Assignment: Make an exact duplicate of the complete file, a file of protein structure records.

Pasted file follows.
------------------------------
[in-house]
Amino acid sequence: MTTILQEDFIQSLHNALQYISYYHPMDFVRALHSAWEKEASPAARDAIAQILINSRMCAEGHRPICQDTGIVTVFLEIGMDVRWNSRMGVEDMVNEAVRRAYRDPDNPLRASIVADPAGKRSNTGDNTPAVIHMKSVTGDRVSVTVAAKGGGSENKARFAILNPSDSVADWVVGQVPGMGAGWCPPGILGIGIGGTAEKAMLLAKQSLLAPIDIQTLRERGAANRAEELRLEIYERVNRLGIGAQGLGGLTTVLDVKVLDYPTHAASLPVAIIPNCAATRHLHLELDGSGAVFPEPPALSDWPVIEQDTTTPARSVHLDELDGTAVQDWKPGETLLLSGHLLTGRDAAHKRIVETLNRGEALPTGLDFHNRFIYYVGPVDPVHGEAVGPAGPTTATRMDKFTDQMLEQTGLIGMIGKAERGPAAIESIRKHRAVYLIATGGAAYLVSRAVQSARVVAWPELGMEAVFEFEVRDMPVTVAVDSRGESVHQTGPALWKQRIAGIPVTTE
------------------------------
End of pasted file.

[in-house]
Amino acid sequence: MTTILQEDFIQSLHNALQYISYYHPMDFVRALHSAWEKEASPAARDAIAQILINSRMCAEGHRPICQDTGIVTVFLEIGMDVRWNSRMGVEDMVNEAVRRAYRDPDNPLRASIVADPAGKRSNTGDNTPAVIHMKSVTGDRVSVTVAAKGGGSENKARFAILNPSDSVADWVVGQVPGMGAGWCPPGILGIGIGGTAEKAMLLAKQSLLAPIDIQTLRERGAANRAEELRLEIYERVNRLGIGAQGLGGLTTVLDVKVLDYPTHAASLPVAIIPNCAATRHLHLELDGSGAVFPEPPALSDWPVIEQDTTTPARSVHLDELDGTAVQDWKPGETLLLSGHLLTGRDAAHKRIVETLNRGEALPTGLDFHNRFIYYVGPVDPVHGEAVGPAGPTTATRMDKFTDQMLEQTGLIGMIGKAERGPAAIESIRKHRAVYLIATGGAAYLVSRAVQSARVVAWPELGMEAVFEFEVRDMPVTVAVDSRGESVHQTGPALWKQRIAGIPVTTE